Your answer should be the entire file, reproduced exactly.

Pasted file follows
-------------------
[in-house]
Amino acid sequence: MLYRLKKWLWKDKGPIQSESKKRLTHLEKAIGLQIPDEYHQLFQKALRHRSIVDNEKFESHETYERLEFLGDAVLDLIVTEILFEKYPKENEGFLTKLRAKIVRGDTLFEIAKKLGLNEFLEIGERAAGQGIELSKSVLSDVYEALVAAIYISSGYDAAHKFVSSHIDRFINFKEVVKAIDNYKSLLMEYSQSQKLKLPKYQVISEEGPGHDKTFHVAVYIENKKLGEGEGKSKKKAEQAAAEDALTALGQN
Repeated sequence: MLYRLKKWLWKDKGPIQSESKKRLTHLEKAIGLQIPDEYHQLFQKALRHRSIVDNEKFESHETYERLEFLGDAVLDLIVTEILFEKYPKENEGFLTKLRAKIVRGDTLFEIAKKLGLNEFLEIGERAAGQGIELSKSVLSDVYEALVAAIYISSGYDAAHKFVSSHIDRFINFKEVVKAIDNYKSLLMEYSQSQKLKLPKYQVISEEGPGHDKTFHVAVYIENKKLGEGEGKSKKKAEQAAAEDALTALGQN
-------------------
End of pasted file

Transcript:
[in-house]
Amino acid sequence: MLYRLKKWLWKDKGPIQSESKKRLTHLEKAIGLQIPDEYHQLFQKALRHRSIVDNEKFESHETYERLEFLGDAVLDLIVTEILFEKYPKENEGFLTKLRAKIVRGDTLFEIAKKLGLNEFLEIGERAAGQGIELSKSVLSDVYEALVAAIYISSGYDAAHKFVSSHIDRFINFKEVVKAIDNYKSLLMEYSQSQKLKLPKYQVISEEGPGHDKTFHVAVYIENKKLGEGEGKSKKKAEQAAAEDALTALGQN
Repeated sequence: MLYRLKKWLWKDKGPIQSESKKRLTHLEKAIGLQIPDEYHQLFQKALRHRSIVDNEKFESHETYERLEFLGDAVLDLIVTEILFEKYPKENEGFLTKLRAKIVRGDTLFEIAKKLGLNEFLEIGERAAGQGIELSKSVLSDVYEALVAAIYISSGYDAAHKFVSSHIDRFINFKEVVKAIDNYKSLLMEYSQSQKLKLPKYQVISEEGPGHDKTFHVAVYIENKKLGEGEGKSKKKAEQAAAEDALTALGQN